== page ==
Russian forces edged closer to Bakhmut on Sunday, claiming to capture a village on the outskirts of the strategic city in eastern Ukraine and hammering nearby settlements with tank rounds, mortar fire and artillery shells.
The Wagner private military company, whose forces have been leading the brutal and monthslong Russian campaign to seize the city, said that its “assault units” had taken the village of Krasna Gora, on the northern edge of Bakhmut. The statement was made by the press service of Yevgeny Prigozhin, the group’s founder, and included a video purporting to show Wagner fighters at the entrance to the village. Neither the claim nor the footage could be independently verified.
The Ukrainian military’s general staff said on Sunday that Russian forces had shelled Krasna Gora and two dozen other settlements near Bakhmut over the past day, continuing a pattern of intensifying strikes as Moscow begins to mount a renewed offensive in the east.
It said Ukrainian forces had repelled Russian attacks on Bakhmut, although Ukrainian soldiers in recent weeks have acknowledged that the city, which had a prewar population of about 70,000 people, could soon fall.
The city has become a national symbol of Ukrainian resistance, and an important prize for President Vladimir V. Putin of Russia, who views Bakhmut as a step toward his objective of seizing all of the eastern Ukraine region known as Donbas.
Russia’s campaign for Bakhmut has seen months of withering bombardment and a huge influx of newly mobilized soldiers steadily chip away at Ukrainian defenses, and Russian forces now appear to have surrounded the city on three sides.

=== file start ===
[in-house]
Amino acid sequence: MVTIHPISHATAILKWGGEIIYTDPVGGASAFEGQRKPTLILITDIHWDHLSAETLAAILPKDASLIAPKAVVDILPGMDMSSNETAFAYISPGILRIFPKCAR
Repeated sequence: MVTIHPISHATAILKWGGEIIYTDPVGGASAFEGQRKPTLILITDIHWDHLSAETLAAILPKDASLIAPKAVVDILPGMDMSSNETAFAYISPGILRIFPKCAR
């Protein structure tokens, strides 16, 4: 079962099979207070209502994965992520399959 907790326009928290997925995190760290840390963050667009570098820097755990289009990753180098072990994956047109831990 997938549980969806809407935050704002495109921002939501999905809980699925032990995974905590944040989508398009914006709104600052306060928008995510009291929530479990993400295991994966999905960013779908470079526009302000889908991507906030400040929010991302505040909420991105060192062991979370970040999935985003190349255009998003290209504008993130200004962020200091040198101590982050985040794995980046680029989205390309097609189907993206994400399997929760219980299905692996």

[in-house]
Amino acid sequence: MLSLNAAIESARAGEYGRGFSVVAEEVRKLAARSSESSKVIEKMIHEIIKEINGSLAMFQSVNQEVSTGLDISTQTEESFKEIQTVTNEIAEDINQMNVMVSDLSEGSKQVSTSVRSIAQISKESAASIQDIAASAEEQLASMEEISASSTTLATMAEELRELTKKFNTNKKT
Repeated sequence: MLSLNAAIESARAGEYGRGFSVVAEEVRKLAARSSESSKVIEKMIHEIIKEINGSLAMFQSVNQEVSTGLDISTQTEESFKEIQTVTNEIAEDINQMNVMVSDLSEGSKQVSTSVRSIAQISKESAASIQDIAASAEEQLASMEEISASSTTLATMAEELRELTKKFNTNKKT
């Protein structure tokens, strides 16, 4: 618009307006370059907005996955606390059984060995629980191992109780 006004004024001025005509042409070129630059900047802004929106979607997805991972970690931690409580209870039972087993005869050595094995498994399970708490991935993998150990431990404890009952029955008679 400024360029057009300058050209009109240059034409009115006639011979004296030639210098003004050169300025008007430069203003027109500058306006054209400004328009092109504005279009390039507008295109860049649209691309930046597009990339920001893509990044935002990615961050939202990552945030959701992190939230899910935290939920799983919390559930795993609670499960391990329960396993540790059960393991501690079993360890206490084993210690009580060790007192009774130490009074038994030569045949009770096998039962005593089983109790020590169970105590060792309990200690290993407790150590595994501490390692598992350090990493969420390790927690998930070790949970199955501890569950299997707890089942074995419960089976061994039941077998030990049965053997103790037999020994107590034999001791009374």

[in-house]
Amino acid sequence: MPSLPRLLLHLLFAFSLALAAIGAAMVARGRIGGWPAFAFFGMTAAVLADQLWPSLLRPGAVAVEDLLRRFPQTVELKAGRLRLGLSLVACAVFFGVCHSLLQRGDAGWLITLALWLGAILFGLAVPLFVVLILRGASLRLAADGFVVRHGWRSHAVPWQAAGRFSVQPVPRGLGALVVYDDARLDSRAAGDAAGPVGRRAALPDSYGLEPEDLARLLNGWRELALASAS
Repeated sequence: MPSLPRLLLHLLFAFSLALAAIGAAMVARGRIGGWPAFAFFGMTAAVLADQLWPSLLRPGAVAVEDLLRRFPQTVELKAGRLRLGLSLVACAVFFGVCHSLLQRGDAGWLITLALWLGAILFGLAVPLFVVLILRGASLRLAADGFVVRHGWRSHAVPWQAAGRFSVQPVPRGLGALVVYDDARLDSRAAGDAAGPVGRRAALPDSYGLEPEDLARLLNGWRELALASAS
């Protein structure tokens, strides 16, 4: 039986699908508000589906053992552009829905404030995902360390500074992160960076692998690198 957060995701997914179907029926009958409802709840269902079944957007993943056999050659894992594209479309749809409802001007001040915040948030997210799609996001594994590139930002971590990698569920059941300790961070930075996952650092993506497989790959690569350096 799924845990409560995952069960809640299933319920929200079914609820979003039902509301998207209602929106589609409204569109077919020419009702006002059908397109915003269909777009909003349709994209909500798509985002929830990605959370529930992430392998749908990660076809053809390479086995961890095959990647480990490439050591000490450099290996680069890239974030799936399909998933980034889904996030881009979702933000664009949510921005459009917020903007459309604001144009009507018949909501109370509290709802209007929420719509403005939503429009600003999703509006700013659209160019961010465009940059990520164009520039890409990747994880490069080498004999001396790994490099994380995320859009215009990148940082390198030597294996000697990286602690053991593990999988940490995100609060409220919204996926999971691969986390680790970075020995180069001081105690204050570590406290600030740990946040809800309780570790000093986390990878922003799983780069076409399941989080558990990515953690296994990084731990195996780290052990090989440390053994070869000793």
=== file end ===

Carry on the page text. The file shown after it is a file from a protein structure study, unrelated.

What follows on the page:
Capturing Bakhmut would be Russia’s first significant battlefield victory in months, but military analysts say it is not clear that it could pave the way to further advances for Moscow in eastern Ukraine. Both Russian and Ukrainian forces have suffered heavy losses in the campaign, one of the deadliest of the nearly yearlong war.
Moscow has thrown many inexperienced recruits and former convicts fighting for Wagner into the battle in an effort to reverse its military setbacks, according to U.S. and European officials, who this month assessed that the total number of Russian troops killed or wounded in 12 months of fighting was approaching 200,000. But with the fight grinding on, analysts say that regular Russian forces are increasingly prominent around Bakhmut.
Britain’s defense intelligence agency said on Sunday that over the past two weeks, “Russia has likely suffered its highest rate of casualties since the first week of the invasion of Ukraine.” The assessment was based on Ukrainian estimates of more than 800 Russian soldiers killed or injured daily during the past week, the agency said, figures that it could not verify but believed were “likely accurate.”
“The uptick in Russian casualties is likely due to a range of factors including lack of trained personnel, coordination, and resources across the front,” the agency said. This was apparent, it added, in the fighting in Bakhmut and around Vuhledar, a town 60 miles to the south, where Russia has deployed thousands of troops in an effort to protect a key supply line from artillery attacks by Ukrainian forces.
Ivan Nechepurenko contributed reporting.